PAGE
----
Our information about production methods for Spanish Civil War posters comes mainly from Carles Fontsere, the Catalan artist who was active in the Union of Professional Artists (Sindicato de Dibujantes Profesionales) in Barcelona. As he describes the process, a poster artist typically painted in water colors on moistened paper stretched across a frame. The verbal text was also painted by hand. In most cases, after the original poster was painted, a lithographer copied each color onto a separate zinc plate for printing. Some of the artists, however, including Fontsere, worked directly on the zinc plates themselves. The requirement for multiple plates worked against the use of too many colors; three or four was typical, five or six unusual.

A number of other material constraints also affected the posters. First, they had to be clearly visible from a distance in order to be effective in public sites, including outdoor locations. Second, the use of water colors made it impractical to overpaint with light colors over dark ones. Instead, poster artists often used the white of the paper itself as a major design element. Finally, the paper used was generally the least expensive, often a form of newsprint. The largest number of posters were about 30 inches wide and forty inches high, though double-sized posters, printed on two sheets of this size and glued together were not uncommon, and some substantially larger posters were produced. Many posters were printed in runs of 5,000 or 10,000 copies, enough to guarantee wide distribution and visibility. The cities of Barcelona, Madrid, and Valencia each had two or more large poster workshops working continually. Usually a given workshop specialized in posters for a particular political group or coalition of groups.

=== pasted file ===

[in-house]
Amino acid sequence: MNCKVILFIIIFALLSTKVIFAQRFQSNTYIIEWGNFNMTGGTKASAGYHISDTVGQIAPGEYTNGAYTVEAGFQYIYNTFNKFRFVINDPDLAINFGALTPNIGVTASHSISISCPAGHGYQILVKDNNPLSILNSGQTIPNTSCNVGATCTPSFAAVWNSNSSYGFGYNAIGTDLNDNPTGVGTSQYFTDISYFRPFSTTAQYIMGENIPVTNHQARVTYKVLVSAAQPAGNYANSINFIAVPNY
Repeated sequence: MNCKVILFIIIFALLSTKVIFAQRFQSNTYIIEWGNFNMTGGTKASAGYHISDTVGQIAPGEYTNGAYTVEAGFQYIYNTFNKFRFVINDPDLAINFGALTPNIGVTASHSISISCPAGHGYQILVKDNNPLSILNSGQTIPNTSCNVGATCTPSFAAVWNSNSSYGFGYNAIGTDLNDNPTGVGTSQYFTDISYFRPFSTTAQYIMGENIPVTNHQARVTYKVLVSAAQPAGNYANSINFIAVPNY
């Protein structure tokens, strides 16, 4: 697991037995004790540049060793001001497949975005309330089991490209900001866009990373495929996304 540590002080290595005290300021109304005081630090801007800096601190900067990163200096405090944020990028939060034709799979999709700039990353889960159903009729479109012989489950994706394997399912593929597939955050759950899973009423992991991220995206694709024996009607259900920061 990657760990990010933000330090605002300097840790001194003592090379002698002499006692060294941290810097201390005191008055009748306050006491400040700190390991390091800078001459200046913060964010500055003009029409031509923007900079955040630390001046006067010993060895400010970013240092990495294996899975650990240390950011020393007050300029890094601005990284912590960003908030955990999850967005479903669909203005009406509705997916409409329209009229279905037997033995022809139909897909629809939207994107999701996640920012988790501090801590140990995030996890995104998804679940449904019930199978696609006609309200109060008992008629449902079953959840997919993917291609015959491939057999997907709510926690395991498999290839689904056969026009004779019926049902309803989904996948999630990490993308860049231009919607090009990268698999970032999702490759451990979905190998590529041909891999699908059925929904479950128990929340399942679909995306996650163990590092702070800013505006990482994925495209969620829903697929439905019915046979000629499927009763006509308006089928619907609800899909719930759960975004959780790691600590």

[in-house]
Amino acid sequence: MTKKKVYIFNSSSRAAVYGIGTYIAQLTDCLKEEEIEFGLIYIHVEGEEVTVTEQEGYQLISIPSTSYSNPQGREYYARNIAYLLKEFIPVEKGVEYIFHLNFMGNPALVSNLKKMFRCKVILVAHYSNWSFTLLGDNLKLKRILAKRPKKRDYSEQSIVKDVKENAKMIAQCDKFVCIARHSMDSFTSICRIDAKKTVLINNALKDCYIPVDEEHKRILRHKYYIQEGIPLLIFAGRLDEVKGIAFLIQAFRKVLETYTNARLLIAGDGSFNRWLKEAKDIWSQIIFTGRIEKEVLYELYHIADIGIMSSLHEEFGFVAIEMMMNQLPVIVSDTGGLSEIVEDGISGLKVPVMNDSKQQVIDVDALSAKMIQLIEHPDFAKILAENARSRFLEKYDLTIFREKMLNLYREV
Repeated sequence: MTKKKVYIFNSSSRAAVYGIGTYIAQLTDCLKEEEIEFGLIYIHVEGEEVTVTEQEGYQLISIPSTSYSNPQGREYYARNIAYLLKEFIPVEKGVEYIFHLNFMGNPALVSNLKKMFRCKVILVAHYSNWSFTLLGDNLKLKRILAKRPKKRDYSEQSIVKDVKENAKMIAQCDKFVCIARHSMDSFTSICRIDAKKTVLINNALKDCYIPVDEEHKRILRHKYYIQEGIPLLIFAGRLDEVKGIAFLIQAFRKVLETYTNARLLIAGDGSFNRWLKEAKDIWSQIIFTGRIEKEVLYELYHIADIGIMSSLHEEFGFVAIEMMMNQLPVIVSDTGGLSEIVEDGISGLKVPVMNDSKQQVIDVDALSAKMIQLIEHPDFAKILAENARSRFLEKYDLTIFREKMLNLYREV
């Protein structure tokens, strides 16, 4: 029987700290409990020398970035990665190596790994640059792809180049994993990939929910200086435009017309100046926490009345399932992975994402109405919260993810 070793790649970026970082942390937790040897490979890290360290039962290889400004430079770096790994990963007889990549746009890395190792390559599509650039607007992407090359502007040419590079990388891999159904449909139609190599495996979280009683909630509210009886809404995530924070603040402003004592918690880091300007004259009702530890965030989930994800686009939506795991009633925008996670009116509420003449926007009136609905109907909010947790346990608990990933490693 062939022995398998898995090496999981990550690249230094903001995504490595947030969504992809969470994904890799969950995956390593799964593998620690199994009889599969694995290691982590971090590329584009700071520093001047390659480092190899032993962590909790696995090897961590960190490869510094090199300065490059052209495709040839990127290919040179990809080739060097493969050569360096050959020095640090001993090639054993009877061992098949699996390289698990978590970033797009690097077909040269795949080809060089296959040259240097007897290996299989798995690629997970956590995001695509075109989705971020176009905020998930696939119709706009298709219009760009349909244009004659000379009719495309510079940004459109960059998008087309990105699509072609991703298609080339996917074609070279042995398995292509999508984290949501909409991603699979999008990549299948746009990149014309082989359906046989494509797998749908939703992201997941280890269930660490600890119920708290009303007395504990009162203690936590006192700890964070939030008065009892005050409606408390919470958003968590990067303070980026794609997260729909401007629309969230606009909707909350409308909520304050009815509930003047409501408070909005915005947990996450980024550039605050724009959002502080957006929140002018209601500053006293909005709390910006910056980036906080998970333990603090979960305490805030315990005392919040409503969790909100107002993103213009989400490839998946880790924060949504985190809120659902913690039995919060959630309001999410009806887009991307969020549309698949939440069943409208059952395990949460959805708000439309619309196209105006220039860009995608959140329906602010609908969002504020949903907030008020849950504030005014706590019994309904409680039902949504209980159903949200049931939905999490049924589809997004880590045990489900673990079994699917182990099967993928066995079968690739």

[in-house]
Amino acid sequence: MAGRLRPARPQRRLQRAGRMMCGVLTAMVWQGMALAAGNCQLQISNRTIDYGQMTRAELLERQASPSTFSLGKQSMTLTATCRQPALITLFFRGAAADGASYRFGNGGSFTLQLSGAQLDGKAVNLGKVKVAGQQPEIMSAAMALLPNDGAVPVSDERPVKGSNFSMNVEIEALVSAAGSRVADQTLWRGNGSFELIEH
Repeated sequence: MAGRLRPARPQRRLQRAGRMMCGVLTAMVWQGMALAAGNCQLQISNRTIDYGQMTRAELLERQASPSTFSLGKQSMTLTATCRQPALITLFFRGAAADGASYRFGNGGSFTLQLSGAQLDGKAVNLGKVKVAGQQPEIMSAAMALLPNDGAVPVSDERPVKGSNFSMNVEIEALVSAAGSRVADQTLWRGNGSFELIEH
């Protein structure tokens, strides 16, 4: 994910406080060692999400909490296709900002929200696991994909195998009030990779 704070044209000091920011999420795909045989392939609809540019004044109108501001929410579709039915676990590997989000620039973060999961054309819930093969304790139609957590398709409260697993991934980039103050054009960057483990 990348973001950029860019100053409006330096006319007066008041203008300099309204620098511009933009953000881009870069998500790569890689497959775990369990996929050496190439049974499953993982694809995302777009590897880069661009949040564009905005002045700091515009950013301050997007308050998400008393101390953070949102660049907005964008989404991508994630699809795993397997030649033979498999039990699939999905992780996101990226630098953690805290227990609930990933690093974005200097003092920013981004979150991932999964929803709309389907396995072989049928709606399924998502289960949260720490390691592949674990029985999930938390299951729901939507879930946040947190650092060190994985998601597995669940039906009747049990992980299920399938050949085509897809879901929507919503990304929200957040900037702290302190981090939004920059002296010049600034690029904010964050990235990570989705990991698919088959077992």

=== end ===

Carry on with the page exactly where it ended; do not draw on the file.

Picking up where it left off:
Variations on the primary pattern included a number of small posters printed by photo-chromolithography on high quality paper and sold in streetside stalls, offices, and bookstores. Drawings and lithographs were also issued in more limited editions on heavy stock for sale to individual buyers. And some posters needed for immediate use in a particular place were done as unique paintings, sometimes in oil. Like similar workshops in Madrid and Valencia, the Sindicato also produced banners and placards. The banners were painted directly on primed cotton whenever it could be obtained.

A great many posters were also reprinted as postcards, sometimes many months later, so that a given image often received a second life and a second means of distribution. A considerable number of postcards were also independently designed and never appeared as posters. From time to time sets of ten postcards were sold in illustrated packets. Many thousands of such cards were sent home by international soldiers, journalists, and other visitors to Spain. Finally, small decorative stamps in substantial numbers over a thousand different ones during the course of the war’s were issued as miniature posters. Some reproduced large poster designs, but many represent independent works of art.

Fontsere has called the posters the “certificate” of the social revolution that formed in response to the generals’ attempted coup: “each union, each small committee, came out with its poster; each profession, each trade – barbers, taxi drivers, tram conductors – could be seen in a poster breaking the bonds that oppressed them.”